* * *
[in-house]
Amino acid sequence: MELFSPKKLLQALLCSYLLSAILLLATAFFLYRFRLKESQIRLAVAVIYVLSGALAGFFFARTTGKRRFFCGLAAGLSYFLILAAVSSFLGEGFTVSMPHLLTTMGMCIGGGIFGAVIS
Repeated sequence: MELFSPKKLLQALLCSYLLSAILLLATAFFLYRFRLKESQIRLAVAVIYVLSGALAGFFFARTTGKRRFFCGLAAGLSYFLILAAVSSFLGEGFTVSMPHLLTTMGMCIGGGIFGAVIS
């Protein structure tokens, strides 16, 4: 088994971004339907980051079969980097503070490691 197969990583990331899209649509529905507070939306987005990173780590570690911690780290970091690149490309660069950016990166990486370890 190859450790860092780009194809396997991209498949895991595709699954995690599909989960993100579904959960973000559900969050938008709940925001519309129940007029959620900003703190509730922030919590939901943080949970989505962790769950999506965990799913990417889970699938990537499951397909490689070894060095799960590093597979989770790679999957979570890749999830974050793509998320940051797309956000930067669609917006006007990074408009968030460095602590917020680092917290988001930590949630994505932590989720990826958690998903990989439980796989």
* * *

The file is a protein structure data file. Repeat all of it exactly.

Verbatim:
[in-house]
Amino acid sequence: MELFSPKKLLQALLCSYLLSAILLLATAFFLYRFRLKESQIRLAVAVIYVLSGALAGFFFARTTGKRRFFCGLAAGLSYFLILAAVSSFLGEGFTVSMPHLLTTMGMCIGGGIFGAVIS
Repeated sequence: MELFSPKKLLQALLCSYLLSAILLLATAFFLYRFRLKESQIRLAVAVIYVLSGALAGFFFARTTGKRRFFCGLAAGLSYFLILAAVSSFLGEGFTVSMPHLLTTMGMCIGGGIFGAVIS
């Protein structure tokens, strides 16, 4: 088994971004339907980051079969980097503070490691 197969990583990331899209649509529905507070939306987005990173780590570690911690780290970091690149490309660069950016990166990486370890 190859450790860092780009194809396997991209498949895991595709699954995690599909989960993100579904959960973000559900969050938008709940925001519309129940007029959620900003703190509730922030919590939901943080949970989505962790769950999506965990799913990417889970699938990537499951397909490689070894060095799960590093597979989770790679999957979570890749999830974050793509998320940051797309956000930067669609917006006007990074408009968030460095602590917020680092917290988001930590949630994505932590989720990826958690998903990989439980796989």